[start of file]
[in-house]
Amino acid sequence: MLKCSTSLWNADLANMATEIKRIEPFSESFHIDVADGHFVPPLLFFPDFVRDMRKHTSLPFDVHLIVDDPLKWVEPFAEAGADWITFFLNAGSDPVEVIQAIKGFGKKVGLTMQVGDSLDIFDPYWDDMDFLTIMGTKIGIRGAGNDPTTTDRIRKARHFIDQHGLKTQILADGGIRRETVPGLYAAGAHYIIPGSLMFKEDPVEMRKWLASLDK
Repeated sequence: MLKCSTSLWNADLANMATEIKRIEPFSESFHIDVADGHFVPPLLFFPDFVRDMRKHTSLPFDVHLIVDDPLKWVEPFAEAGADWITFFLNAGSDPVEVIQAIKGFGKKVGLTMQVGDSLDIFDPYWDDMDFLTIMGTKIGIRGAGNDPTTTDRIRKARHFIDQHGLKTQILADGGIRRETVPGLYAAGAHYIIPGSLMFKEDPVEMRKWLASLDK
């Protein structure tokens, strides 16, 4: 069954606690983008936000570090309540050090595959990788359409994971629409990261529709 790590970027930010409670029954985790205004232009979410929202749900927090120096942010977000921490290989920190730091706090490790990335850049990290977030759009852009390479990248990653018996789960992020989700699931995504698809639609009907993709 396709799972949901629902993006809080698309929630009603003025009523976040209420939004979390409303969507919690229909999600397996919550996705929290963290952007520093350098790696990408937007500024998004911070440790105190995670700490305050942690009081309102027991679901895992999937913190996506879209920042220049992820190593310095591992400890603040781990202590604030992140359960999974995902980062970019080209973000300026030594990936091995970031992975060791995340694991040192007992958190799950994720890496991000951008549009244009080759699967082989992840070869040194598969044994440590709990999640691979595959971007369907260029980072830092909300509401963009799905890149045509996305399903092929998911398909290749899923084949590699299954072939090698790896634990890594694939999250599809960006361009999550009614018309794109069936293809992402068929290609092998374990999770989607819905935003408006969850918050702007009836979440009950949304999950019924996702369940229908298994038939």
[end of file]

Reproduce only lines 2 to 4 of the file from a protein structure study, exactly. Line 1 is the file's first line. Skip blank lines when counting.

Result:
Amino acid sequence: MLKCSTSLWNADLANMATEIKRIEPFSESFHIDVADGHFVPPLLFFPDFVRDMRKHTSLPFDVHLIVDDPLKWVEPFAEAGADWITFFLNAGSDPVEVIQAIKGFGKKVGLTMQVGDSLDIFDPYWDDMDFLTIMGTKIGIRGAGNDPTTTDRIRKARHFIDQHGLKTQILADGGIRRETVPGLYAAGAHYIIPGSLMFKEDPVEMRKWLASLDK
Repeated sequence: MLKCSTSLWNADLANMATEIKRIEPFSESFHIDVADGHFVPPLLFFPDFVRDMRKHTSLPFDVHLIVDDPLKWVEPFAEAGADWITFFLNAGSDPVEVIQAIKGFGKKVGLTMQVGDSLDIFDPYWDDMDFLTIMGTKIGIRGAGNDPTTTDRIRKARHFIDQHGLKTQILADGGIRRETVPGLYAAGAHYIIPGSLMFKEDPVEMRKWLASLDK
């Protein structure tokens, strides 16, 4: 069954606690983008936000570090309540050090595959990788359409994971629409990261529709 790590970027930010409670029954985790205004232009979410929202749900927090120096942010977000921490290989920190730091706090490790990335850049990290977030759009852009390479990248990653018996789960992020989700699931995504698809639609009907993709 396709799972949901629902993006809080698309929630009603003025009523976040209420939004979390409303969507919690229909999600397996919550996705929290963290952007520093350098790696990408937007500024998004911070440790105190995670700490305050942690009081309102027991679901895992999937913190996506879209920042220049992820190593310095591992400890603040781990202590604030992140359960999974995902980062970019080209973000300026030594990936091995970031992975060791995340694991040192007992958190799950994720890496991000951008549009244009080759699967082989992840070869040194598969044994440590709990999640691979595959971007369907260029980072830092909300509401963009799905890149045509996305399903092929998911398909290749899923084949590699299954072939090698790896634990890594694939999250599809960006361009999550009614018309794109069936293809992402068929290609092998374990999770989607819905935003408006969850918050702007009836979440009950949304999950019924996702369940229908298994038939």